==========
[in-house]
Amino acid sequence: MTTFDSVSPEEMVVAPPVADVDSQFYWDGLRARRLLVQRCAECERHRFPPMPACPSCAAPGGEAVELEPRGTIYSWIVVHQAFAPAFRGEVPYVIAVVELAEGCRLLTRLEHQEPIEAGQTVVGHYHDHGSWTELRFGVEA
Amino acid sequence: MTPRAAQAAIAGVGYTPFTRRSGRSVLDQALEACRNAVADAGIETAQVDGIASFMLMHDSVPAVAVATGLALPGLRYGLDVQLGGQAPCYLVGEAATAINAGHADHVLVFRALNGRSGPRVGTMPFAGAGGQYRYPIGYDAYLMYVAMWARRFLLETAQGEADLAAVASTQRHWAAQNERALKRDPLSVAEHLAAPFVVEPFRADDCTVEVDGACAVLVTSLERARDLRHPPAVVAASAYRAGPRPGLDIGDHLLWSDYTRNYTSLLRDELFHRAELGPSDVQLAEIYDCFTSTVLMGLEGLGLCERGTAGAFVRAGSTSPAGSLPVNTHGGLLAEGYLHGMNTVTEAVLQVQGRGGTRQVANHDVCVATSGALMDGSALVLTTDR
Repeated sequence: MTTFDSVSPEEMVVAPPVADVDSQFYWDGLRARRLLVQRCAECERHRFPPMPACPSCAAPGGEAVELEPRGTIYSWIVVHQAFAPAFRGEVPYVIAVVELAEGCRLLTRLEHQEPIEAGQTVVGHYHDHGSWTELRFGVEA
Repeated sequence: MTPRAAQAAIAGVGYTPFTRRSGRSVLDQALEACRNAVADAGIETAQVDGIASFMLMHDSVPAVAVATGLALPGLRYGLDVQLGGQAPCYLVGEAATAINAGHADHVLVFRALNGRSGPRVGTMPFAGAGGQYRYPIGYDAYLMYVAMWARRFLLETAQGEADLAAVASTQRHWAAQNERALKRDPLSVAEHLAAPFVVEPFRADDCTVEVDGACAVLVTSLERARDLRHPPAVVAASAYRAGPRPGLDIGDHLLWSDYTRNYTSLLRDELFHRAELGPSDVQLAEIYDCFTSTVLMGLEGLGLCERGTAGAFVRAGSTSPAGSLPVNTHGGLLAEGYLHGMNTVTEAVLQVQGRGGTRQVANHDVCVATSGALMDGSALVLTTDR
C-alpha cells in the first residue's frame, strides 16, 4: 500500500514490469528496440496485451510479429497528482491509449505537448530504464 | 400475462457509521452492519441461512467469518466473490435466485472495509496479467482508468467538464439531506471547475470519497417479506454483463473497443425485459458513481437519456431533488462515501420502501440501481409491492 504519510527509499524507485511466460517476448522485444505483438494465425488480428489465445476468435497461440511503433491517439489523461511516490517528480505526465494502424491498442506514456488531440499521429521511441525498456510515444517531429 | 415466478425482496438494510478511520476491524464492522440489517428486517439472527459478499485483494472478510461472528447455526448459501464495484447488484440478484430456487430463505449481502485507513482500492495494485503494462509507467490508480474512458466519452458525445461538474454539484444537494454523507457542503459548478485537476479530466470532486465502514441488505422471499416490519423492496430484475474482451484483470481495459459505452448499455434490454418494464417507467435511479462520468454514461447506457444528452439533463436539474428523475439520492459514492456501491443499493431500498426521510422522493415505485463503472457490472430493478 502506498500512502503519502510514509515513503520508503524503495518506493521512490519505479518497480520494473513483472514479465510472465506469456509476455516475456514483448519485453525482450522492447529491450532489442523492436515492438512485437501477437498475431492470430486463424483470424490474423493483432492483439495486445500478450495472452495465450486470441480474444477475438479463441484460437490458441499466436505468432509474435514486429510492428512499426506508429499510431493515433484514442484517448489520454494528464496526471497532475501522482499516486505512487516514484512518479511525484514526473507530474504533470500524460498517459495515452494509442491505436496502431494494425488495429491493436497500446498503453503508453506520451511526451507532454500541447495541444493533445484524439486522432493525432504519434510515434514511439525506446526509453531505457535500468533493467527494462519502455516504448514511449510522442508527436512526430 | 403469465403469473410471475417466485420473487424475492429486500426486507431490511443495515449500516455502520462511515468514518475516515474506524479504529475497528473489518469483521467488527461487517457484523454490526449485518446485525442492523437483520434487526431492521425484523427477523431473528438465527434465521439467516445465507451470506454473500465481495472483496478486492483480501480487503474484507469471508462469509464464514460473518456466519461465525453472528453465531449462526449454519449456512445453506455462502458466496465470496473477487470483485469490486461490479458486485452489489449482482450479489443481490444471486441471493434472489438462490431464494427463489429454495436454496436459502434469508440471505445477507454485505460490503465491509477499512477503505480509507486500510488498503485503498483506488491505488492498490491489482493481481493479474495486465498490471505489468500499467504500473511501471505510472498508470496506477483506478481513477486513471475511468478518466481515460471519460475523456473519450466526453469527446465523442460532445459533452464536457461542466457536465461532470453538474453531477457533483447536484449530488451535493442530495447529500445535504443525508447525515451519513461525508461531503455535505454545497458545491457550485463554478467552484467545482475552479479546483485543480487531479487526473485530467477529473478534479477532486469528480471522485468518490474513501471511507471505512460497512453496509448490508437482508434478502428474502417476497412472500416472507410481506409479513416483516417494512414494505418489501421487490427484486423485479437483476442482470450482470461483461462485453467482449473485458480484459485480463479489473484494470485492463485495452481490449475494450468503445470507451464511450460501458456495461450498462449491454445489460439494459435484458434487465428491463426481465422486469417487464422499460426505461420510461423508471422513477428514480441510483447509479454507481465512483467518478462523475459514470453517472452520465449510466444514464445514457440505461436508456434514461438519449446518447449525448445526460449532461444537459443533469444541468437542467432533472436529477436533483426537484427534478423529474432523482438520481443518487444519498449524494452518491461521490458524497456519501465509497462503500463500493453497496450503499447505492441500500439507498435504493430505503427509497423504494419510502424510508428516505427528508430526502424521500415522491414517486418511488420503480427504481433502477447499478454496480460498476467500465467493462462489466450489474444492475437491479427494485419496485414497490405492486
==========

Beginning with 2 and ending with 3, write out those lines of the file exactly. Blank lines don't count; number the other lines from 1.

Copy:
Amino acid sequence: MTTFDSVSPEEMVVAPPVADVDSQFYWDGLRARRLLVQRCAECERHRFPPMPACPSCAAPGGEAVELEPRGTIYSWIVVHQAFAPAFRGEVPYVIAVVELAEGCRLLTRLEHQEPIEAGQTVVGHYHDHGSWTELRFGVEA
Amino acid sequence: MTPRAAQAAIAGVGYTPFTRRSGRSVLDQALEACRNAVADAGIETAQVDGIASFMLMHDSVPAVAVATGLALPGLRYGLDVQLGGQAPCYLVGEAATAINAGHADHVLVFRALNGRSGPRVGTMPFAGAGGQYRYPIGYDAYLMYVAMWARRFLLETAQGEADLAAVASTQRHWAAQNERALKRDPLSVAEHLAAPFVVEPFRADDCTVEVDGACAVLVTSLERARDLRHPPAVVAASAYRAGPRPGLDIGDHLLWSDYTRNYTSLLRDELFHRAELGPSDVQLAEIYDCFTSTVLMGLEGLGLCERGTAGAFVRAGSTSPAGSLPVNTHGGLLAEGYLHGMNTVTEAVLQVQGRGGTRQVANHDVCVATSGALMDGSALVLTTDR